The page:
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This Week in Nature: Nov 15, 2007

The Nobel-winning Intergovernmental Panel on Climate Change is meeting this week to summarize its report on global warming. Nature rounds up a host of articles tackling the subject, including a column that wonders whether Congress is ready to take action to limit global climate change and several news features that look at climate politics in Australia and the US.

In the early online edition, researchers at Oregon Health and Science University report the successful cloning of embryonic stem cells in monkeys. They used somatic cell nuclear transfer to isolate two embryonic stem cells lines from the cloned embryos. "Not only is this the first time such cells have been produced in any animal other than a mouse, but the method, the researchers say, should also work in humans," an article in the New York Times says.

In other studies, collaborating groups describe the crystal structure of the human ß2-adrenergic receptor, the "archetypal member" of the family of G-protein-coupled receptors. The ß2AR structure is different from rhodopsin in that it has weaker interactions between the cytoplasmic ends of transmembrane segments 3 and 6, writes the abstract.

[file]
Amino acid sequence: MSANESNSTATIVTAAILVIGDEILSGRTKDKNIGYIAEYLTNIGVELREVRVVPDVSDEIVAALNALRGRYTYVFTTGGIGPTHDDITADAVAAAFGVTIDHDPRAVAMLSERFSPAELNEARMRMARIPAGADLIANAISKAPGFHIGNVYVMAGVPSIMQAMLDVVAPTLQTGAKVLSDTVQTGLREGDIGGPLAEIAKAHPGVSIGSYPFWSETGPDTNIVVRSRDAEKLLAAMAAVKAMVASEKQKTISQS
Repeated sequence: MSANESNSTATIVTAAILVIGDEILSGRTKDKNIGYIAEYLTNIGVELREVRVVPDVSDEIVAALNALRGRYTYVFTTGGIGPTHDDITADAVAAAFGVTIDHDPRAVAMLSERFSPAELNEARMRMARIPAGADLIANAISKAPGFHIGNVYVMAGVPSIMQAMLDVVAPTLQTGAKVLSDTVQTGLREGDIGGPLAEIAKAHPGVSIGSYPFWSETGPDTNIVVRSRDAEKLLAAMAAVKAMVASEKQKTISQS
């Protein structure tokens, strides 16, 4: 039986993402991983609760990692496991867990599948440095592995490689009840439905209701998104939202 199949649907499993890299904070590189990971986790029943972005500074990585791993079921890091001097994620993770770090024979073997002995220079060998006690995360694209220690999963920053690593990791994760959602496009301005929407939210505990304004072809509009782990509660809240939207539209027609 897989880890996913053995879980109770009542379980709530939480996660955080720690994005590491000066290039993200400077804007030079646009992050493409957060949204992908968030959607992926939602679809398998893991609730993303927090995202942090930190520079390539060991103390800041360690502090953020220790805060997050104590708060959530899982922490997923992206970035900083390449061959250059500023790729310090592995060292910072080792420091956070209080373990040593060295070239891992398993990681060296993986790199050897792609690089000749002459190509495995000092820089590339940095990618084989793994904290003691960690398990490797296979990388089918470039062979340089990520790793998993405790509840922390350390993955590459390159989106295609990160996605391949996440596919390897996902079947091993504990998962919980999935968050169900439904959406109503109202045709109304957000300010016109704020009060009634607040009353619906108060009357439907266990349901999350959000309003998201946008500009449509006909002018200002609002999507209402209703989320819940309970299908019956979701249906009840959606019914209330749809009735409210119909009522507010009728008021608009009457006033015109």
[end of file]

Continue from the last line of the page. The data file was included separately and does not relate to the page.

Research out of UCSD concludes that SMRT protein, part of the retinoic acid signaling pathway, is involved in epigenetic silencing. Using mice, they showed that SMRT represses expression of JMJD3, a histone H3 trimethyl K27 demethylase which is capable of activating specific components of the neurogenic program.


The Scan

Gone, But Now Reconstructed SARS-CoV-2 Genomes

In a preprint, a researcher describes his recovery of viral sequences that had been removed from a common database.

Rare Heart Inflammation Warning

The Food and Drug Administration is adding a warning about links between a rare inflammatory heart condition and two SARS-CoV-2 vaccines, Reuters reports.

Sandwich Sampling

The New York Times sent tuna sandwiches for PCR analysis.

Nature Papers Describe Gut Viruses, New Format for Storing Quantitative Genomic Data, More

In Nature this week: catalog of DNA viruses of the human gut microbiome, new dense depth data dump format to store quantitative genomic data, and more.